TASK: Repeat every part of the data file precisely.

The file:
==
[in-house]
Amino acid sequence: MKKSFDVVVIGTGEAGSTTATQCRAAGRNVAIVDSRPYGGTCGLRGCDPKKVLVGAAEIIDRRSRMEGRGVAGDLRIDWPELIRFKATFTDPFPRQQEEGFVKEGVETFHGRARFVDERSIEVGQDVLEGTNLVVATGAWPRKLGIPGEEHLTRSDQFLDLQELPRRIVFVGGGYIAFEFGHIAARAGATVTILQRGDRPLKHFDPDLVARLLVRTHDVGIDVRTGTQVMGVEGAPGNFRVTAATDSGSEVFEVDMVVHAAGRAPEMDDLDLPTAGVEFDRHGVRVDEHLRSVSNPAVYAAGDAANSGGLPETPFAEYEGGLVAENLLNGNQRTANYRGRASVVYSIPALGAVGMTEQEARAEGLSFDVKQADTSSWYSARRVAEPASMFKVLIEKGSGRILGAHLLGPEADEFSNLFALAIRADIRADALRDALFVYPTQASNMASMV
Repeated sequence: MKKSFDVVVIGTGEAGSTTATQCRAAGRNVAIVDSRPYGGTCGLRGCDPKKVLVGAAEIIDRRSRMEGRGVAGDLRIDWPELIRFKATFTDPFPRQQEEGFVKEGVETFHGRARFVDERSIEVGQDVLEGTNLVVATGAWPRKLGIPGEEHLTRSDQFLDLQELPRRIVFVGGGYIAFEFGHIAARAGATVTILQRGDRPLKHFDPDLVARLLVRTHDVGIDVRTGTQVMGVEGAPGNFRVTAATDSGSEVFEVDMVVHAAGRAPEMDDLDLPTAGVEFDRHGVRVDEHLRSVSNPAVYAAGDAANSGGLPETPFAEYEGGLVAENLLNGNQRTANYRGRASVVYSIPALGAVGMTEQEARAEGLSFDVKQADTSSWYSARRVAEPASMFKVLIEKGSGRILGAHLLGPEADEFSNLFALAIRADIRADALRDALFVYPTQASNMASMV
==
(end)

[in-house]
Amino acid sequence: MKKSFDVVVIGTGEAGSTTATQCRAAGRNVAIVDSRPYGGTCGLRGCDPKKVLVGAAEIIDRRSRMEGRGVAGDLRIDWPELIRFKATFTDPFPRQQEEGFVKEGVETFHGRARFVDERSIEVGQDVLEGTNLVVATGAWPRKLGIPGEEHLTRSDQFLDLQELPRRIVFVGGGYIAFEFGHIAARAGATVTILQRGDRPLKHFDPDLVARLLVRTHDVGIDVRTGTQVMGVEGAPGNFRVTAATDSGSEVFEVDMVVHAAGRAPEMDDLDLPTAGVEFDRHGVRVDEHLRSVSNPAVYAAGDAANSGGLPETPFAEYEGGLVAENLLNGNQRTANYRGRASVVYSIPALGAVGMTEQEARAEGLSFDVKQADTSSWYSARRVAEPASMFKVLIEKGSGRILGAHLLGPEADEFSNLFALAIRADIRADALRDALFVYPTQASNMASMV
Repeated sequence: MKKSFDVVVIGTGEAGSTTATQCRAAGRNVAIVDSRPYGGTCGLRGCDPKKVLVGAAEIIDRRSRMEGRGVAGDLRIDWPELIRFKATFTDPFPRQQEEGFVKEGVETFHGRARFVDERSIEVGQDVLEGTNLVVATGAWPRKLGIPGEEHLTRSDQFLDLQELPRRIVFVGGGYIAFEFGHIAARAGATVTILQRGDRPLKHFDPDLVARLLVRTHDVGIDVRTGTQVMGVEGAPGNFRVTAATDSGSEVFEVDMVVHAAGRAPEMDDLDLPTAGVEFDRHGVRVDEHLRSVSNPAVYAAGDAANSGGLPETPFAEYEGGLVAENLLNGNQRTANYRGRASVVYSIPALGAVGMTEQEARAEGLSFDVKQADTSSWYSARRVAEPASMFKVLIEKGSGRILGAHLLGPEADEFSNLFALAIRADIRADALRDALFVYPTQASNMASMV